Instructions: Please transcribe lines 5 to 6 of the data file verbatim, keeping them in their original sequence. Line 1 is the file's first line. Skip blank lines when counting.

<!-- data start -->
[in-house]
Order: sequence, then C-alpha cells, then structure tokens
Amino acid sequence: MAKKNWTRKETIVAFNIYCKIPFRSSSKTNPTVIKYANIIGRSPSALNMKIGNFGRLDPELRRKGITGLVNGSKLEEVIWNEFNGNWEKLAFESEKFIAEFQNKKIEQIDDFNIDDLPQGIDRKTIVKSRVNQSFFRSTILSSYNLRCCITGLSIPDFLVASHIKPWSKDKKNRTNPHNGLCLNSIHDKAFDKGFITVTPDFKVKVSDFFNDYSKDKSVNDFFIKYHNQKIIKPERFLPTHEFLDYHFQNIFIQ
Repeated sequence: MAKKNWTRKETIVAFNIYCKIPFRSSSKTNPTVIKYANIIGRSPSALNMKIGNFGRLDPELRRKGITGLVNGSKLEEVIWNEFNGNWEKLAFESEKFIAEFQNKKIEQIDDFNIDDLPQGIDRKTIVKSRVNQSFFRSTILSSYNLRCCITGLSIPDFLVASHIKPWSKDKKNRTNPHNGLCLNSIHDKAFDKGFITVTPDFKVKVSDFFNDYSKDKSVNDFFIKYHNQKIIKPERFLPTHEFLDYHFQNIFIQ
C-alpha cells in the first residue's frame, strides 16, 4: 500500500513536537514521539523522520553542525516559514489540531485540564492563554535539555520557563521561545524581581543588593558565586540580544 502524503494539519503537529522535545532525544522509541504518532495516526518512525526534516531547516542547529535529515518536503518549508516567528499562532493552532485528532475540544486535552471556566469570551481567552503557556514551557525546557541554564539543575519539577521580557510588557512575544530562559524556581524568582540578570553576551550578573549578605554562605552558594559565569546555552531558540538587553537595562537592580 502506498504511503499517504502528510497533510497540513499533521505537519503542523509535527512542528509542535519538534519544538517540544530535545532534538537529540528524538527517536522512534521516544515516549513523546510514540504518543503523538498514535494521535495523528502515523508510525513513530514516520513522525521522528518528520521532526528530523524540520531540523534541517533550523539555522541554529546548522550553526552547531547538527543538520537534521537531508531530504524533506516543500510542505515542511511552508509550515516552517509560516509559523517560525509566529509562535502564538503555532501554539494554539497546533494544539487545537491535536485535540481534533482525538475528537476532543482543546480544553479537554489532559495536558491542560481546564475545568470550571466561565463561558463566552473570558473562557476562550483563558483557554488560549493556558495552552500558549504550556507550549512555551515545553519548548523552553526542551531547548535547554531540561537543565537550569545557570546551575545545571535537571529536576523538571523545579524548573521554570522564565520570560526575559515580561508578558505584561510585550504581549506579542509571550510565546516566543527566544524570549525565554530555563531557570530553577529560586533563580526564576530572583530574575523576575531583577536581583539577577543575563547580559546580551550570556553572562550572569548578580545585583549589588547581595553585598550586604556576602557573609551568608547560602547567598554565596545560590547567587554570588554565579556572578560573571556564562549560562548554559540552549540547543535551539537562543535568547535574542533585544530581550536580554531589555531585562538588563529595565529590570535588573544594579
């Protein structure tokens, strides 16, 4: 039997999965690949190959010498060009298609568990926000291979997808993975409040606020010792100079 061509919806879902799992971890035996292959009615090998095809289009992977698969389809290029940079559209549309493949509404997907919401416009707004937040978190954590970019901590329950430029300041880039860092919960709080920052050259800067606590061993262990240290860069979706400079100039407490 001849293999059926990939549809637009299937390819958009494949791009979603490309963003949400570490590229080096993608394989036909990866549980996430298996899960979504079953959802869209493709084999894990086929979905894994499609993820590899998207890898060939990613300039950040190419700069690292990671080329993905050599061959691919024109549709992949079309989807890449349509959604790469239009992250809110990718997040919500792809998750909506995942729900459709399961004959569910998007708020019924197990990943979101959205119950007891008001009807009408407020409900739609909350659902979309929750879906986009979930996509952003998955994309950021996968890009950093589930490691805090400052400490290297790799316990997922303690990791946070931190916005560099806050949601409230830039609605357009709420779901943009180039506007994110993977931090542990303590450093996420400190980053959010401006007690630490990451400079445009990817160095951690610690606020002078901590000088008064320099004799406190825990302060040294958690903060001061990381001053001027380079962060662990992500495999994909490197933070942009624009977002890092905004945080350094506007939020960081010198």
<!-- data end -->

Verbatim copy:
C-alpha cells in the first residue's frame, strides 16, 4: 500500500513536537514521539523522520553542525516559514489540531485540564492563554535539555520557563521561545524581581543588593558565586540580544 502524503494539519503537529522535545532525544522509541504518532495516526518512525526534516531547516542547529535529515518536503518549508516567528499562532493552532485528532475540544486535552471556566469570551481567552503557556514551557525546557541554564539543575519539577521580557510588557512575544530562559524556581524568582540578570553576551550578573549578605554562605552558594559565569546555552531558540538587553537595562537592580 502506498504511503499517504502528510497533510497540513499533521505537519503542523509535527512542528509542535519538534519544538517540544530535545532534538537529540528524538527517536522512534521516544515516549513523546510514540504518543503523538498514535494521535495523528502515523508510525513513530514516520513522525521522528518528520521532526528530523524540520531540523534541517533550523539555522541554529546548522550553526552547531547538527543538520537534521537531508531530504524533506516543500510542505515542511511552508509550515516552517509560516509559523517560525509566529509562535502564538503555532501554539494554539497546533494544539487545537491535536485535540481534533482525538475528537476532543482543546480544553479537554489532559495536558491542560481546564475545568470550571466561565463561558463566552473570558473562557476562550483563558483557554488560549493556558495552552500558549504550556507550549512555551515545553519548548523552553526542551531547548535547554531540561537543565537550569545557570546551575545545571535537571529536576523538571523545579524548573521554570522564565520570560526575559515580561508578558505584561510585550504581549506579542509571550510565546516566543527566544524570549525565554530555563531557570530553577529560586533563580526564576530572583530574575523576575531583577536581583539577577543575563547580559546580551550570556553572562550572569548578580545585583549589588547581595553585598550586604556576602557573609551568608547560602547567598554565596545560590547567587554570588554565579556572578560573571556564562549560562548554559540552549540547543535551539537562543535568547535574542533585544530581550536580554531589555531585562538588563529595565529590570535588573544594579
């Protein structure tokens, strides 16, 4: 039997999965690949190959010498060009298609568990926000291979997808993975409040606020010792100079 061509919806879902799992971890035996292959009615090998095809289009992977698969389809290029940079559209549309493949509404997907919401416009707004937040978190954590970019901590329950430029300041880039860092919960709080920052050259800067606590061993262990240290860069979706400079100039407490 001849293999059926990939549809637009299937390819958009494949791009979603490309963003949400570490590229080096993608394989036909990866549980996430298996899960979504079953959802869209493709084999894990086929979905894994499609993820590899998207890898060939990613300039950040190419700069690292990671080329993905050599061959691919024109549709992949079309989807890449349509959604790469239009992250809110990718997040919500792809998750909506995942729900459709399961004959569910998007708020019924197990990943979101959205119950007891008001009807009408407020409900739609909350659902979309929750879906986009979930996509952003998955994309950021996968890009950093589930490691805090400052400490290297790799316990997922303690990791946070931190916005560099806050949601409230830039609605357009709420779901943009180039506007994110993977931090542990303590450093996420400190980053959010401006007690630490990451400079445009990817160095951690610690606020002078901590000088008064320099004799406190825990302060040294958690903060001061990381001053001027380079962060662990992500495999994909490197933070942009624009977002890092905004945080350094506007939020960081010198």